In another embodiment, the nanoparticles having catalytic activity may include core-shell nanoparticles having a metal core and a metal oxide shell. The core-shell nanoparticles may include a metal such as, but not limited to, Mn, Fe, Co, Ni, Cu, Zn, Ru, Rh, Pd, Ag, In, Sn, Re, Os, Ir, Pt, Au, or lanthanoids, or an alloy of two or more of them, as the metal core. Further, the core-shell nanoparticles may include numerous metal oxides as discussed above as the metal oxide. The metal element included in the metal core and the metal oxide shell may be the same, or may be different.

In one embodiment, the average diameter of the metal core may have a range from about 1 nm to about 50 nm, or about 1 nm to about 25 nm.

The nanoparticles including the metal core-metal oxide shell may obtain improved performance, for example, increase of catalytic activity and selectivity compared to catalytic nanoparticles including only metal core components or metal oxide shell components.

The nanoparticles including such a metal core-metal oxide shell configuration may be prepared according to any of a variety of known methods. In some embodiments, the metal oxide shell may be formed on the surface of a metal core by dispersing the metal nanoparticles in a solution in the presence of stabilizer, surfactant and the like, and adding a metal oxide precursor to be decomposed or reduced by heating and/or oxidizing, and accordingly, the claimed subject matter is not to be limited in this respect.

In another embodiment, the nanoparticles having catalytic activity may include hollow nanospheres of metal oxide having mesoporous walls. Such nanospheres may include any of a variety of metal oxides as discussed above. In some embodiments, the hollow nanospheres may include a metal attached to an inner surface of the nanospheres. In one embodiment, a metal may include a noble metal such as Cu, Ag, Au, Ni, Pt, Pd, etc. The metal may improve catalytic activity of metal oxide.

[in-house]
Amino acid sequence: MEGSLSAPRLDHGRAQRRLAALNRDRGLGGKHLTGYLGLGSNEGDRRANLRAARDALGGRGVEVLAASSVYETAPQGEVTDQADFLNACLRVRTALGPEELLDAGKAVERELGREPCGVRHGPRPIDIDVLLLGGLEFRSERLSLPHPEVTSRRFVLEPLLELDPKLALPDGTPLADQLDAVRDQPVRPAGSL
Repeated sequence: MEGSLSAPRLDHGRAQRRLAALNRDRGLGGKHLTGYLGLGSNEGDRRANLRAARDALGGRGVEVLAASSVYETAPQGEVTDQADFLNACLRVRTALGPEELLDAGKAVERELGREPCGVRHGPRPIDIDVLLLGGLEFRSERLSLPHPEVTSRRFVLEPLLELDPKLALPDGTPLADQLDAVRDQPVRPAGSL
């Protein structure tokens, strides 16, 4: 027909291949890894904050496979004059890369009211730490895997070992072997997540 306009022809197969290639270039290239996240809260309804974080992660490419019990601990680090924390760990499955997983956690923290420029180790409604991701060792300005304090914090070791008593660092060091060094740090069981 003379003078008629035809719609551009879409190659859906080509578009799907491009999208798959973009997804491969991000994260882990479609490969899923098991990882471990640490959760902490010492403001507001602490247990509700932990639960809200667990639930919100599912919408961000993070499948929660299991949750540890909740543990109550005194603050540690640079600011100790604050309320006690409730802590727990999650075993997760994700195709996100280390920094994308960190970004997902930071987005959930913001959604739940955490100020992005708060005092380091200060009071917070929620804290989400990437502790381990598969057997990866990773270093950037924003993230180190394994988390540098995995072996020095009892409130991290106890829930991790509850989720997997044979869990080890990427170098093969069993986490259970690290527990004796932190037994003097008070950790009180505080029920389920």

In an illustrative embodiment, hollow nanospheres may be prepared according to any of a variety of known methods. In some embodiments, a pyrolysis-spray method may be used. In one example, the pyrolysis-spray method may include preparing a solution where a metal oxide precursor is dissolved in the form of a salt, preparing an aerosol in the form of droplets by spraying the solution with an ultrasonic vibrator or the like, and introducing the solution into a reactor of high temperature by using a carrier gas. The droplet introduced by the carrier gas may be heated by heat transferred from a high temperature reactor, the solvent in the droplet may be evaporated, the reactant may be pyrolyzed to obtain hollow nanospheres, and accordingly, the claimed subject matter is not limited in this respect.

In one embodiment, a metal oxide may be formed on the surface of the nano-sized droplet during the process of the metal oxide precursor being pyrolyzed, and the hollow-type nanospheres may be obtained, depending on the pyrolysis temperature, concentration of precursor, type of solvent, and other process parameters.

In another embodiment, using an organic material (polymer nanoparticle) removable by being pyrolyzed above a specific temperature, the hollow-type nanospheres may be obtained by a method of forming a layer of metal oxide on the surface of the organic material and removing the organic material by pyrolysis.